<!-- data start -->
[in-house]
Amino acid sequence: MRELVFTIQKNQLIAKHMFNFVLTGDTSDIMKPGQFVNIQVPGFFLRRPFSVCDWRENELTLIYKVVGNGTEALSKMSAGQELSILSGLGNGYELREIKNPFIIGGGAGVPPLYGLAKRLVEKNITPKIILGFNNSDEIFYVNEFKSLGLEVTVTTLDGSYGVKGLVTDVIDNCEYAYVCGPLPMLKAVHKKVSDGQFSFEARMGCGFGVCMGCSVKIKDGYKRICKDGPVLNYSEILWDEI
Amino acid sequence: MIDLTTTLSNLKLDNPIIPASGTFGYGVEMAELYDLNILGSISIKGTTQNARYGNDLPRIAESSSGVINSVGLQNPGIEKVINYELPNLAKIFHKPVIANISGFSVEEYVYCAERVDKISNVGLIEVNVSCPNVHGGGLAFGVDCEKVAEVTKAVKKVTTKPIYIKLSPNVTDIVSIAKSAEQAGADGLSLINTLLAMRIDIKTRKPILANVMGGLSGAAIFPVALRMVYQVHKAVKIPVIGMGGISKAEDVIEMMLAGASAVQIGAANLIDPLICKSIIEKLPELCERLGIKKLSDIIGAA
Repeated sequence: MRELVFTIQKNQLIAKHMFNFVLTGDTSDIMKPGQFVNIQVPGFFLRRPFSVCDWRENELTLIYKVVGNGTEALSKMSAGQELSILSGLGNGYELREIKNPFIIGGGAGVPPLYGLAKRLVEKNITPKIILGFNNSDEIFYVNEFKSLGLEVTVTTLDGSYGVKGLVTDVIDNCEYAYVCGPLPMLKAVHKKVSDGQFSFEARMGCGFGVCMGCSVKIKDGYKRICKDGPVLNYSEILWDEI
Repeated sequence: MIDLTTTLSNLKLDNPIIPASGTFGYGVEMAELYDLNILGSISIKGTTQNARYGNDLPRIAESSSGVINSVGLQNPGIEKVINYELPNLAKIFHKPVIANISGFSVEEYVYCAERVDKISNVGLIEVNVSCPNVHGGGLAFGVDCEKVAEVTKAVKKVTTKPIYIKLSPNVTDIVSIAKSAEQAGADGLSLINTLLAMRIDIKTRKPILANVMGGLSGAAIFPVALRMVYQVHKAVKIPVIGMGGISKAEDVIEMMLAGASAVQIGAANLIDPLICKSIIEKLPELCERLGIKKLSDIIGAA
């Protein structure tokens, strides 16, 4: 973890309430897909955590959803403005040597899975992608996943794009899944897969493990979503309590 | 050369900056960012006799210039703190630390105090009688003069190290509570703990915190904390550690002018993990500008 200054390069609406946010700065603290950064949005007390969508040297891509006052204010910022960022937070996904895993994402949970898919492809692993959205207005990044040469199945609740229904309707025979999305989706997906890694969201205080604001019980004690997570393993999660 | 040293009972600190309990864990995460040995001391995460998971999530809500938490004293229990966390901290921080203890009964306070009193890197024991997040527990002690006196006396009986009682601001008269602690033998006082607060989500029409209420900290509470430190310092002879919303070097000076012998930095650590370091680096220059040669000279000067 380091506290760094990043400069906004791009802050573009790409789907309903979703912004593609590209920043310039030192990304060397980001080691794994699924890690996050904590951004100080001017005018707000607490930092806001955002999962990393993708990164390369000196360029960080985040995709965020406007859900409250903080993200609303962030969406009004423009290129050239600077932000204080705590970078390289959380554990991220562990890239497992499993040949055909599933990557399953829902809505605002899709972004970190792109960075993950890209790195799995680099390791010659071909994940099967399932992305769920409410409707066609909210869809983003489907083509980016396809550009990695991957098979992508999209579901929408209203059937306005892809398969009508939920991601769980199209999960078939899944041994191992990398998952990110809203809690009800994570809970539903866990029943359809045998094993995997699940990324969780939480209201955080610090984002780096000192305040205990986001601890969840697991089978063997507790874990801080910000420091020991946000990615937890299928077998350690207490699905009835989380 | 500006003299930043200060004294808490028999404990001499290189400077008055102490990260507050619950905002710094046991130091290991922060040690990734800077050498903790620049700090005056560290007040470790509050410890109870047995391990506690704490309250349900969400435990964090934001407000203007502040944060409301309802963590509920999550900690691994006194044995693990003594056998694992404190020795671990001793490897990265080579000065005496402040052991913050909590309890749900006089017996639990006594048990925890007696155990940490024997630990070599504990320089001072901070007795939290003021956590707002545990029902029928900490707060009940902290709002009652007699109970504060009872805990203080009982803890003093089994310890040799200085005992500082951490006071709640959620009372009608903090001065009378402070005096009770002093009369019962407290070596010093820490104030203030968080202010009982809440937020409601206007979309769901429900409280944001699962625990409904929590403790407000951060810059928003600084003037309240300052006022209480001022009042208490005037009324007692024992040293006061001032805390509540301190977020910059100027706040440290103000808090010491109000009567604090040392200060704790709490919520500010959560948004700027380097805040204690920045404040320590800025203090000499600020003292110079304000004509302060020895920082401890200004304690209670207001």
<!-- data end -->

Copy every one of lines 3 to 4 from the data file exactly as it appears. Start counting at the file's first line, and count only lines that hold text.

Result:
Amino acid sequence: MIDLTTTLSNLKLDNPIIPASGTFGYGVEMAELYDLNILGSISIKGTTQNARYGNDLPRIAESSSGVINSVGLQNPGIEKVINYELPNLAKIFHKPVIANISGFSVEEYVYCAERVDKISNVGLIEVNVSCPNVHGGGLAFGVDCEKVAEVTKAVKKVTTKPIYIKLSPNVTDIVSIAKSAEQAGADGLSLINTLLAMRIDIKTRKPILANVMGGLSGAAIFPVALRMVYQVHKAVKIPVIGMGGISKAEDVIEMMLAGASAVQIGAANLIDPLICKSIIEKLPELCERLGIKKLSDIIGAA
Repeated sequence: MRELVFTIQKNQLIAKHMFNFVLTGDTSDIMKPGQFVNIQVPGFFLRRPFSVCDWRENELTLIYKVVGNGTEALSKMSAGQELSILSGLGNGYELREIKNPFIIGGGAGVPPLYGLAKRLVEKNITPKIILGFNNSDEIFYVNEFKSLGLEVTVTTLDGSYGVKGLVTDVIDNCEYAYVCGPLPMLKAVHKKVSDGQFSFEARMGCGFGVCMGCSVKIKDGYKRICKDGPVLNYSEILWDEI